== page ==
The following post is written by Stuart, hungry backpacker and founder of Camping Recipes
Many backpackers treat the food that they eat on the trail as a secondary consideration. Whatever’s light, easy to store and doesn’t take a lot of work to cook. And while I certainly don’t roll in to camp and set about cooking for two hours or anything like that, I do like to put a little effort in to my backpacking food. For me, something warm and truly tasty is the ideal way to end a long day.
Without a doubt, one of my favorite camping meals is fresh fish. It’s not such an easy thing to find in many parts of the world, but being a resident of the Canadian Pacific Northwest, I’m lucky enough to live in a part of the world where seafood is abundant. In fact, I’ve never even had to catch my own fish while backpacking, though I’m certainly looking to try it.
On the West Coast Trail on Vancouver Island, which one of my all time favorite treks, there is a ferry crossing at about the 44 kilometer mark, which is close to the halfway point of the 75 kilometer trek. The ferry operator, Dave, sells food to the backpackers who come through, and often on offer is both fresh crab and salmon. He’ll cook either for you right at the crossing, but I’ve always preferred to take mine to go, uncooked. A little fresh food makes a good lunch, but makes an even better dinner if you can wait just a few hours.
Here’s one of my favorite recipes for cooking with fresh fish.
First, you need to get your fire stoked up and going strong. This recipe calls for coals, and a fair amount of them. Once the fire is stoked and burning down, you can prep your fish. Catching it yourself means a bit more work, but buying it fresh from Dave means all the hard work’s been done, and you can move on to flavoring.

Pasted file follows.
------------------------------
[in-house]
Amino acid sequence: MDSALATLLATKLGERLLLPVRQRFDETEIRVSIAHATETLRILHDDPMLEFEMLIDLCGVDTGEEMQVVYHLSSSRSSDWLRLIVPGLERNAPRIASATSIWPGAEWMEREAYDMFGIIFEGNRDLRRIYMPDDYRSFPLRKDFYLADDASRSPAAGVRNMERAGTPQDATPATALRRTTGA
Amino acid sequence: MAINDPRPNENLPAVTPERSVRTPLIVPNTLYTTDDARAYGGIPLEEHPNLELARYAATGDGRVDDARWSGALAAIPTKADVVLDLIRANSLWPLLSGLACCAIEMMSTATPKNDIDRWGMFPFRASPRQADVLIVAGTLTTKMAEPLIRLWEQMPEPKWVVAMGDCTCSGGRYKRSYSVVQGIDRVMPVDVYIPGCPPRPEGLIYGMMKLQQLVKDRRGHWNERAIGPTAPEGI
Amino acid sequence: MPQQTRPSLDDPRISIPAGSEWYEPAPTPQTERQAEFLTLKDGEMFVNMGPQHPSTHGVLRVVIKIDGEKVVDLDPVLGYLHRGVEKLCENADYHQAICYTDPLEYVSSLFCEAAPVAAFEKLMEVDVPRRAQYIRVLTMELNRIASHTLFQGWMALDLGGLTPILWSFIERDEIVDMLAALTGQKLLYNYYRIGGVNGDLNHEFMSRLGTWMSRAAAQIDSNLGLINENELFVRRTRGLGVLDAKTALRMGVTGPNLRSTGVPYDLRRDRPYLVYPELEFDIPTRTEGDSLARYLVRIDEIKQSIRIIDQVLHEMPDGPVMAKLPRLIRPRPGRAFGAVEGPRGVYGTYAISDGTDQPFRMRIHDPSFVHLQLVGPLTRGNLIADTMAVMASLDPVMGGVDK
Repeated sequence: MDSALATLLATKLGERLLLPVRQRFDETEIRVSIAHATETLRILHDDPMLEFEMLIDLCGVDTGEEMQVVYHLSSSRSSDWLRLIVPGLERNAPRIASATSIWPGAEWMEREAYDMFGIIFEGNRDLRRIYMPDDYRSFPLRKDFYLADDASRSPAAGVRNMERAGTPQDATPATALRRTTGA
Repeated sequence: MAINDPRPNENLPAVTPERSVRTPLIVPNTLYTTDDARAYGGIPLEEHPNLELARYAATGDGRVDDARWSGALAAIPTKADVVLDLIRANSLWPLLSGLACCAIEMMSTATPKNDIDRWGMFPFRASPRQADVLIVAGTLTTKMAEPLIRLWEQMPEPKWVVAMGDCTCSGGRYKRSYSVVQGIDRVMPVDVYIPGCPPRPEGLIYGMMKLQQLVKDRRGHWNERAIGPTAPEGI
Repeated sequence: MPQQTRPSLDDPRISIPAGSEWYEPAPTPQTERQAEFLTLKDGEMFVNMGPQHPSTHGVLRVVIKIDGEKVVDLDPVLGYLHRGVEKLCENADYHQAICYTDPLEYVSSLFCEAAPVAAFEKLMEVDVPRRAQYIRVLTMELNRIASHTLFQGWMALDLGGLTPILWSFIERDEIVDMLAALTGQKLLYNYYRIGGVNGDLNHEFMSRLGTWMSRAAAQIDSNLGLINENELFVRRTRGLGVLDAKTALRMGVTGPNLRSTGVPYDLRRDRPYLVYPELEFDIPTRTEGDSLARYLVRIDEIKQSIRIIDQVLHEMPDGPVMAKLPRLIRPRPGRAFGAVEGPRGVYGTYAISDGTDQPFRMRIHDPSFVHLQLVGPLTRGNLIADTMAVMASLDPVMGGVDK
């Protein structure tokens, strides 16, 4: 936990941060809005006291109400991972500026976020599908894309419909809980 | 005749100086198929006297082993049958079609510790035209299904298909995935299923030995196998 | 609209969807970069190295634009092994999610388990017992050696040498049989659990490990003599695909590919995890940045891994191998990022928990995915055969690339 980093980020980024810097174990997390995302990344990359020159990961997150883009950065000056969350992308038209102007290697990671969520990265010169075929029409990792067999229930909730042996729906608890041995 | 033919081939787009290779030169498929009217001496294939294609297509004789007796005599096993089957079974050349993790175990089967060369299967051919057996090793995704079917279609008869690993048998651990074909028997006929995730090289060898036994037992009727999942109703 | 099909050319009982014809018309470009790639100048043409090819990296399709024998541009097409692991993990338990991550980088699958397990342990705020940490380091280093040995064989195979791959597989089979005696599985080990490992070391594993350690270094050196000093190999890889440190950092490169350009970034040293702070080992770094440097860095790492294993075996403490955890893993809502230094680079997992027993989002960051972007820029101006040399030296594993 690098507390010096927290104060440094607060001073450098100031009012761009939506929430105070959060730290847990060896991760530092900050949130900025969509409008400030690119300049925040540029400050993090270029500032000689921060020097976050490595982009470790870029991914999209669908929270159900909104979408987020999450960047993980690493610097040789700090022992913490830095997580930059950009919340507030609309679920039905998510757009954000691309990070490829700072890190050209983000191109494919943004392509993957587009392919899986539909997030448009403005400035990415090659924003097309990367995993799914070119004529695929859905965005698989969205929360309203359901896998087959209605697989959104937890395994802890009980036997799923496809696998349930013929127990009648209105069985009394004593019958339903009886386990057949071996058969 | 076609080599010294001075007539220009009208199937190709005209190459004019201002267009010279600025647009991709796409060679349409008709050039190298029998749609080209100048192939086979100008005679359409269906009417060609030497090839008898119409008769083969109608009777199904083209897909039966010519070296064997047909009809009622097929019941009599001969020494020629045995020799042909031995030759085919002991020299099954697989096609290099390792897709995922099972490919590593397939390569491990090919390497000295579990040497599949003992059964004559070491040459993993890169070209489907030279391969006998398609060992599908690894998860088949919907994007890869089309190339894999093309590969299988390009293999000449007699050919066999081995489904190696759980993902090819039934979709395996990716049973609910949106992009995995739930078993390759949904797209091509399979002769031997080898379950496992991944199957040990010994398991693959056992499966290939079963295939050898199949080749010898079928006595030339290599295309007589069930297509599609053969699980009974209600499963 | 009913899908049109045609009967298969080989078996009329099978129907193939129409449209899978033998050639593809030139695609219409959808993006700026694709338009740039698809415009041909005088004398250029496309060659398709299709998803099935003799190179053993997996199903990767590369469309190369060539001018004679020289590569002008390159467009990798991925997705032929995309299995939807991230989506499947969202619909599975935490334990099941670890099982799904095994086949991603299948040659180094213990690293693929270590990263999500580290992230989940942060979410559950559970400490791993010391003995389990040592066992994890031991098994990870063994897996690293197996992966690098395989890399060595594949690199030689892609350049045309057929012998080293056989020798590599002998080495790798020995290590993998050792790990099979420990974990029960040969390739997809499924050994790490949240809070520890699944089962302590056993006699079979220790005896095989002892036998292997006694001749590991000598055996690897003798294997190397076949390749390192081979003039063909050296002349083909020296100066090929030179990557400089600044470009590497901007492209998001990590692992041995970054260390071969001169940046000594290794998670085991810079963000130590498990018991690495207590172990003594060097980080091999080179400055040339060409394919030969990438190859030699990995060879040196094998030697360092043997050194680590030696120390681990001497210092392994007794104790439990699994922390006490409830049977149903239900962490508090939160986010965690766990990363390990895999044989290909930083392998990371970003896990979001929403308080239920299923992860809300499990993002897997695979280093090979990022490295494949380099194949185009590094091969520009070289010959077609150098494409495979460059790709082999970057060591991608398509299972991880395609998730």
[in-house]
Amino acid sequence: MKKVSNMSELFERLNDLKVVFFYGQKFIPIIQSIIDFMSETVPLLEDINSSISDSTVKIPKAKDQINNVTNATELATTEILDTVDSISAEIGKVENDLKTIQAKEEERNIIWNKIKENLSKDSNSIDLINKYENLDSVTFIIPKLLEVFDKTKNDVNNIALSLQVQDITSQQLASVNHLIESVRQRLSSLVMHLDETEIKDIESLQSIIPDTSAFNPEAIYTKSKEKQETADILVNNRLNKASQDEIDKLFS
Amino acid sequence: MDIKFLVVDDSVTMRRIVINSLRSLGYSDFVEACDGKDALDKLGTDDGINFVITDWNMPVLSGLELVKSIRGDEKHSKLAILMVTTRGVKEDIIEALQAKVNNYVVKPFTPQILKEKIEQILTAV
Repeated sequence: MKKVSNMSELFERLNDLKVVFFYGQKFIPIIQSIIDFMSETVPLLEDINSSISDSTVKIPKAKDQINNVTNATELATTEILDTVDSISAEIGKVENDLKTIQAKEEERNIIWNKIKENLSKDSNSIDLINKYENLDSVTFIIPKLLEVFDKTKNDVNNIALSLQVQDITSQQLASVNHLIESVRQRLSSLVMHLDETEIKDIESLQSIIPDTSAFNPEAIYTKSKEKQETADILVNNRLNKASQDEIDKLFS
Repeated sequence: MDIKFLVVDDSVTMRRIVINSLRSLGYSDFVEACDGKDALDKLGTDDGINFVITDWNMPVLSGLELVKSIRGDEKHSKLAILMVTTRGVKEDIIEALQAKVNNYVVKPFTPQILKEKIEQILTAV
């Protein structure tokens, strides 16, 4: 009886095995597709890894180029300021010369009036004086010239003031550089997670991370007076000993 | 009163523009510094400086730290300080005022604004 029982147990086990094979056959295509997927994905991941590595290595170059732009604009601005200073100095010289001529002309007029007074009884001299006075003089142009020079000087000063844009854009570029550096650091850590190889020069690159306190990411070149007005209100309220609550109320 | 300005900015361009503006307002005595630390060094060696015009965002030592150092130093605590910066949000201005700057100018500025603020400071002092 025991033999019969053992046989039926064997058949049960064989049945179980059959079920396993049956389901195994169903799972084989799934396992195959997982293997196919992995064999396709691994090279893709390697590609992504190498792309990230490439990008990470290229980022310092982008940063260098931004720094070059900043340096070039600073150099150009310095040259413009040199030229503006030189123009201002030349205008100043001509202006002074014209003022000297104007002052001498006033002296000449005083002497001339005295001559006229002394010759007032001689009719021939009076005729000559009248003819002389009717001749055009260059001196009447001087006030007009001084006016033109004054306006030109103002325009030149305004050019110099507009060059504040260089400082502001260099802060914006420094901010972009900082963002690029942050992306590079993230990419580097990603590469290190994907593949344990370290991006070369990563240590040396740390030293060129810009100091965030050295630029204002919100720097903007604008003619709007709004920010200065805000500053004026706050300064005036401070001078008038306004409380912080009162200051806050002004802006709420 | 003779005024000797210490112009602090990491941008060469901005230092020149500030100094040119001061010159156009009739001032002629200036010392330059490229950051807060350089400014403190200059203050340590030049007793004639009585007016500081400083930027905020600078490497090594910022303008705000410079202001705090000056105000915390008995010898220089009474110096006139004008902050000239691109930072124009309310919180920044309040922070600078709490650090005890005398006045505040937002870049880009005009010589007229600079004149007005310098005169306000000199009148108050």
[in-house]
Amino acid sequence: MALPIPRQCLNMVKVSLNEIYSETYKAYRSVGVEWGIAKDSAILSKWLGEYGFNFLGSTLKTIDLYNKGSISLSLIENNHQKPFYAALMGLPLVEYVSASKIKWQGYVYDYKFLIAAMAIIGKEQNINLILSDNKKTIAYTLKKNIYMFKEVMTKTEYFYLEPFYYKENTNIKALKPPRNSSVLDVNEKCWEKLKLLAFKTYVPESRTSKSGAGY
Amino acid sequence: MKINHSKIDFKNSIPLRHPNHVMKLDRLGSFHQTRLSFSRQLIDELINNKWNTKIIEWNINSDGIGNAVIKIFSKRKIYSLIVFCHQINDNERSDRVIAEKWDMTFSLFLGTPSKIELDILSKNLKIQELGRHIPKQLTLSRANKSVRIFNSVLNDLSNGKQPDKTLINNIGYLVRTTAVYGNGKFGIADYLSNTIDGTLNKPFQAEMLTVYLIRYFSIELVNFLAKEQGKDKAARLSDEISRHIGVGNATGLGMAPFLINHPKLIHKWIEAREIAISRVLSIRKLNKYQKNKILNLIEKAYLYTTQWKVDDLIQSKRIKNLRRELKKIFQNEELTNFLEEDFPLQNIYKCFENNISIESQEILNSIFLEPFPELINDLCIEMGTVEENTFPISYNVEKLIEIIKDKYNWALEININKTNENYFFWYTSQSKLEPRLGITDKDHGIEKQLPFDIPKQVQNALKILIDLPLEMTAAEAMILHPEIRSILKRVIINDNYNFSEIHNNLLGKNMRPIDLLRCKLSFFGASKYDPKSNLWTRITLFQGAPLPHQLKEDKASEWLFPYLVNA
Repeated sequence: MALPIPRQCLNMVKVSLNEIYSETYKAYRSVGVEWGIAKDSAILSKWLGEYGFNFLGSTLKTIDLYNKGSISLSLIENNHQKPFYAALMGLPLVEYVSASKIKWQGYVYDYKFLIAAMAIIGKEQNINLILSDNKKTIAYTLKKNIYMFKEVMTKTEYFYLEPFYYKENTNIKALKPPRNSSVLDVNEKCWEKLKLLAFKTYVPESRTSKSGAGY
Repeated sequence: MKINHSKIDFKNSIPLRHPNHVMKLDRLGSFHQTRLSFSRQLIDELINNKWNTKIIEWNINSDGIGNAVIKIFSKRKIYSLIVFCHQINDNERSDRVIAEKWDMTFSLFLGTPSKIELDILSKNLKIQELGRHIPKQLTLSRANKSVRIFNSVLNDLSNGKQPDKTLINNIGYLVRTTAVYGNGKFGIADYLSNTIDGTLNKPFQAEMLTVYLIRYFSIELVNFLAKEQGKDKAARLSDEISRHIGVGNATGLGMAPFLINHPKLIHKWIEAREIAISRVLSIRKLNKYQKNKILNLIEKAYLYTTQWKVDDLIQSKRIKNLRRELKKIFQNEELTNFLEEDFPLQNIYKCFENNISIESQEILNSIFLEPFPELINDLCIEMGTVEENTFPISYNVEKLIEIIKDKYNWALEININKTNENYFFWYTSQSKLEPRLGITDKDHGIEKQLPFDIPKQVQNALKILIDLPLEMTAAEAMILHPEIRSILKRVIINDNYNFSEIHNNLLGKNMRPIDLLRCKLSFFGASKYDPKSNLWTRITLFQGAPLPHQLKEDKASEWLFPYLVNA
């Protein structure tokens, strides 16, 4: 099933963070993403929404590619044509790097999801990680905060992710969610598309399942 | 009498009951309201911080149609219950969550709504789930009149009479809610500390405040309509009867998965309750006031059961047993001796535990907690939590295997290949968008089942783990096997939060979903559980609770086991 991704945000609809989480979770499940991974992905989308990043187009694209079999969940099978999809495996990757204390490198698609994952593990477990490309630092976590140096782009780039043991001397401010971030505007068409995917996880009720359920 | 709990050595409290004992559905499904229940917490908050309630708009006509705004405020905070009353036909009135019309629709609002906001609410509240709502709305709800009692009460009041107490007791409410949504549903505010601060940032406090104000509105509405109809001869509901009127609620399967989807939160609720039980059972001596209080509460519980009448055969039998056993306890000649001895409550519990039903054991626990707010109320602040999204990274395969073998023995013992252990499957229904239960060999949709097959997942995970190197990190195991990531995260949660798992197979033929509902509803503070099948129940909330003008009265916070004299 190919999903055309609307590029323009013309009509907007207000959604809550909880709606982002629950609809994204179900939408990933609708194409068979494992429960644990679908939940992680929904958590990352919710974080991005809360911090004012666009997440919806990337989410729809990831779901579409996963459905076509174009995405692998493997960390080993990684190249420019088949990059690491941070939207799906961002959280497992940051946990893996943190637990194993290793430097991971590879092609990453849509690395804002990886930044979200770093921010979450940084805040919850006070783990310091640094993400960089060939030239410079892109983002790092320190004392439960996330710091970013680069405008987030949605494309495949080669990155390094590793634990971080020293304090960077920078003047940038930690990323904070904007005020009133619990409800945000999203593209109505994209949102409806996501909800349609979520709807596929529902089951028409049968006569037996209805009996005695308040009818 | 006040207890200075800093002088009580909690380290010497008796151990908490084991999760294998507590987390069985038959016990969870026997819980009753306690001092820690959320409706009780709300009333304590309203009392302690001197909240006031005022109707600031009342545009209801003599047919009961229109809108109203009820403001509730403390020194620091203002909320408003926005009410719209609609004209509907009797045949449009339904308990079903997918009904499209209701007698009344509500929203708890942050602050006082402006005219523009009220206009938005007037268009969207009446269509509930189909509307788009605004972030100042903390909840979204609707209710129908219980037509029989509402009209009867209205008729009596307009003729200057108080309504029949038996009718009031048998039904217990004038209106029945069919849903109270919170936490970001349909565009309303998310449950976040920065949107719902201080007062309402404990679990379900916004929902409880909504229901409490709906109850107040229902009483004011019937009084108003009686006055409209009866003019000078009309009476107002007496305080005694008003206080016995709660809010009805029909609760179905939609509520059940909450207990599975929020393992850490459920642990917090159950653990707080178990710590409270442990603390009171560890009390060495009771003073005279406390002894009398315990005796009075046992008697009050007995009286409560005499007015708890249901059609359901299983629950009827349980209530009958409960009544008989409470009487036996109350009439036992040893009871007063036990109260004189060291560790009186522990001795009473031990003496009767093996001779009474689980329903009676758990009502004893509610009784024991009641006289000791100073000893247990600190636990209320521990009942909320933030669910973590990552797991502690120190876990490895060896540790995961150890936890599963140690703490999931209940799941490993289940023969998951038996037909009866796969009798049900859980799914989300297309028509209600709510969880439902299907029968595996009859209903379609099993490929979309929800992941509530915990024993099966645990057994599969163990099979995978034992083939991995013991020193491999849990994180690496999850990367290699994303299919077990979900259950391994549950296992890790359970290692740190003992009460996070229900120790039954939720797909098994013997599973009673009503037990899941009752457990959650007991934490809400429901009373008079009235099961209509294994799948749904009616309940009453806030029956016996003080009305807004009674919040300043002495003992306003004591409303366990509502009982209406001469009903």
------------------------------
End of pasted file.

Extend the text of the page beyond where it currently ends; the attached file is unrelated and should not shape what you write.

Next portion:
Coat your fish in whatever fat you’ve brought along, be it butter, olive oil or even coconut oil, which is an underused ingredient by backpackers, in my opinion, because it stays solid at room temperature and has a great flavor. Next, sprinkle on liberal amounts of whatever spices you’ve brought. Salt and pepper are a must, and there are a number of herbs that go well with salmon or trout, such as dill, thyme or fennel. And that’s it. Part of what’s great about a recipe like this is that the heavy ingredient, the fish, is acquired at or near your campsite. The rest of the ingredients store well and weigh next to nothing.
Finally, wrap the whole thing up in tinfoil, nice and tight. Create a pocket in the coals for your fish, and place it in. Try to get a nice layer of coals on top, but if that’s not possible, you can always flip your fish halfway through, and add a little more cooking time. Depending upon how thick your fish is and how hot your coals are, the cooking time should be somewhere in the range of 10 to 15 minutes.
And then you eat.